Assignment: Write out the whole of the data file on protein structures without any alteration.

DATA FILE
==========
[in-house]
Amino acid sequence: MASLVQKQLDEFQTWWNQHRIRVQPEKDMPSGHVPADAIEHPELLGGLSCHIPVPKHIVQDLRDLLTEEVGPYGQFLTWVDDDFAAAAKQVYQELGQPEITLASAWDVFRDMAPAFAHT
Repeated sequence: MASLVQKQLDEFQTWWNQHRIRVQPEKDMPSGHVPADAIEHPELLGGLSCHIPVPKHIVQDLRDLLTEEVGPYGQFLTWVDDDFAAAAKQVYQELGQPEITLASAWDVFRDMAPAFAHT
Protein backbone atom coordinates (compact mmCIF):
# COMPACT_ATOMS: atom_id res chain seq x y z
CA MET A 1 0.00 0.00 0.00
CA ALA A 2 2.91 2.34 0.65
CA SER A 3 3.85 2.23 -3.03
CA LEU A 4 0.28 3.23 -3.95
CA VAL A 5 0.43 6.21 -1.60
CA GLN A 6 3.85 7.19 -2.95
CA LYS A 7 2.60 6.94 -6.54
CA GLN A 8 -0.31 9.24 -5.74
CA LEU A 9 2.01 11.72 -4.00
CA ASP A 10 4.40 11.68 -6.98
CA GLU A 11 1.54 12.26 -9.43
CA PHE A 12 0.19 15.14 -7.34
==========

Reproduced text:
[in-house]
Amino acid sequence: MASLVQKQLDEFQTWWNQHRIRVQPEKDMPSGHVPADAIEHPELLGGLSCHIPVPKHIVQDLRDLLTEEVGPYGQFLTWVDDDFAAAAKQVYQELGQPEITLASAWDVFRDMAPAFAHT
Repeated sequence: MASLVQKQLDEFQTWWNQHRIRVQPEKDMPSGHVPADAIEHPELLGGLSCHIPVPKHIVQDLRDLLTEEVGPYGQFLTWVDDDFAAAAKQVYQELGQPEITLASAWDVFRDMAPAFAHT
Protein backbone atom coordinates (compact mmCIF):
# COMPACT_ATOMS: atom_id res chain seq x y z
CA MET A 1 0.00 0.00 0.00
CA ALA A 2 2.91 2.34 0.65
CA SER A 3 3.85 2.23 -3.03
CA LEU A 4 0.28 3.23 -3.95
CA VAL A 5 0.43 6.21 -1.60
CA GLN A 6 3.85 7.19 -2.95
CA LYS A 7 2.60 6.94 -6.54
CA GLN A 8 -0.31 9.24 -5.74
CA LEU A 9 2.01 11.72 -4.00
CA ASP A 10 4.40 11.68 -6.98
CA GLU A 11 1.54 12.26 -9.43
CA PHE A 12 0.19 15.14 -7.34